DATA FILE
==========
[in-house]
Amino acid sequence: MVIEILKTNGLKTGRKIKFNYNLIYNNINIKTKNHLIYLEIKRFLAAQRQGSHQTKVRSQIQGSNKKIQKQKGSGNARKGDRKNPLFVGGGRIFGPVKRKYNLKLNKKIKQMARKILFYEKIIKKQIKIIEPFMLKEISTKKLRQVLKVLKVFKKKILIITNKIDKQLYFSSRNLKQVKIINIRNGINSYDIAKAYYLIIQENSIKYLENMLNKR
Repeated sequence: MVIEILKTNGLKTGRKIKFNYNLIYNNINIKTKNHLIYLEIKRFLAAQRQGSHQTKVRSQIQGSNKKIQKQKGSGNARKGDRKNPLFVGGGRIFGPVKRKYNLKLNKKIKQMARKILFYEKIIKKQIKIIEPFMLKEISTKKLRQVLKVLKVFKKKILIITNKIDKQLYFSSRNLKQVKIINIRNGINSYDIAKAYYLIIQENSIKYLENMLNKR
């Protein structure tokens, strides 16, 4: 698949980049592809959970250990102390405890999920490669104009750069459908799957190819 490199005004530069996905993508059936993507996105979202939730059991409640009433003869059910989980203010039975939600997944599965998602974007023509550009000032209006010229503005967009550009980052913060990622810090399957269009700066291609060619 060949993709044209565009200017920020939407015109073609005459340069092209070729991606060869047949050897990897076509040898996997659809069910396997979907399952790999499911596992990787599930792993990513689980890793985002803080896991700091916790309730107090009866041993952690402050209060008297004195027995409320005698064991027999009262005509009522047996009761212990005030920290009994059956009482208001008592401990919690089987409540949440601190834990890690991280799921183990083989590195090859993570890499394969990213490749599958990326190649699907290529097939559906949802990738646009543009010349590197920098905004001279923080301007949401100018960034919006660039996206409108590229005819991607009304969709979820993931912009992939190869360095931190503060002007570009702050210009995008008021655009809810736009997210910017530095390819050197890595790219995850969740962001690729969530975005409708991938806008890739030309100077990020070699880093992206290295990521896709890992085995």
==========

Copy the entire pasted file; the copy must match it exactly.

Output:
[in-house]
Amino acid sequence: MVIEILKTNGLKTGRKIKFNYNLIYNNINIKTKNHLIYLEIKRFLAAQRQGSHQTKVRSQIQGSNKKIQKQKGSGNARKGDRKNPLFVGGGRIFGPVKRKYNLKLNKKIKQMARKILFYEKIIKKQIKIIEPFMLKEISTKKLRQVLKVLKVFKKKILIITNKIDKQLYFSSRNLKQVKIINIRNGINSYDIAKAYYLIIQENSIKYLENMLNKR
Repeated sequence: MVIEILKTNGLKTGRKIKFNYNLIYNNINIKTKNHLIYLEIKRFLAAQRQGSHQTKVRSQIQGSNKKIQKQKGSGNARKGDRKNPLFVGGGRIFGPVKRKYNLKLNKKIKQMARKILFYEKIIKKQIKIIEPFMLKEISTKKLRQVLKVLKVFKKKILIITNKIDKQLYFSSRNLKQVKIINIRNGINSYDIAKAYYLIIQENSIKYLENMLNKR
């Protein structure tokens, strides 16, 4: 698949980049592809959970250990102390405890999920490669104009750069459908799957190819 490199005004530069996905993508059936993507996105979202939730059991409640009433003869059910989980203010039975939600997944599965998602974007023509550009000032209006010229503005967009550009980052913060990622810090399957269009700066291609060619 060949993709044209565009200017920020939407015109073609005459340069092209070729991606060869047949050897990897076509040898996997659809069910396997979907399952790999499911596992990787599930792993990513689980890793985002803080896991700091916790309730107090009866041993952690402050209060008297004195027995409320005698064991027999009262005509009522047996009761212990005030920290009994059956009482208001008592401990919690089987409540949440601190834990890690991280799921183990083989590195090859993570890499394969990213490749599958990326190649699907290529097939559906949802990738646009543009010349590197920098905004001279923080301007949401100018960034919006660039996206409108590229005819991607009304969709979820993931912009992939190869360095931190503060002007570009702050210009995008008021655009809810736009997210910017530095390819050197890595790219995850969740962001690729969530975005409708991938806008890739030309100077990020070699880093992206290295990521896709890992085995």